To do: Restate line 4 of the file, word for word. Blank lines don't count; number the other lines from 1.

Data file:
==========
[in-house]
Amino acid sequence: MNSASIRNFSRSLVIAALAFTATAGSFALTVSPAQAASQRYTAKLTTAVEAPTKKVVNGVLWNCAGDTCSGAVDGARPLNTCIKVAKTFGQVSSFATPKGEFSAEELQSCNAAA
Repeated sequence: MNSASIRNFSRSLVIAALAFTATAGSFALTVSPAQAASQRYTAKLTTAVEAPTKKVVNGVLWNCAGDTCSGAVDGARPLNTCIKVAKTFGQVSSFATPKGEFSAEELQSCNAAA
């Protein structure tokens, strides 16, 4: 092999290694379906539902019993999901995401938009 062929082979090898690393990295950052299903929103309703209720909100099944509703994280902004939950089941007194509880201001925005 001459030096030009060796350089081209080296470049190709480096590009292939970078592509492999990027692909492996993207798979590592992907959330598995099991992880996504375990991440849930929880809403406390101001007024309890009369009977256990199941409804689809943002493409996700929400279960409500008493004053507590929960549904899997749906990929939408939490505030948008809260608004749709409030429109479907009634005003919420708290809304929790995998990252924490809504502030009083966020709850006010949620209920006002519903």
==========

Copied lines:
């Protein structure tokens, strides 16, 4: 092999290694379906539902019993999901995401938009 062929082979090898690393990295950052299903929103309703209720909100099944509703994280902004939950089941007194509880201001925005 001459030096030009060796350089081209080296470049190709480096590009292939970078592509492999990027692909492996993207798979590592992907959330598995099991992880996504375990991440849930929880809403406390101001007024309890009369009977256990199941409804689809943002493409996700929400279960409500008493004053507590929960549904899997749906990929939408939490505030948008809260608004749709409030429109479907009634005003919420708290809304929790995998990252924490809504502030009083966020709850006010949620209920006002519903």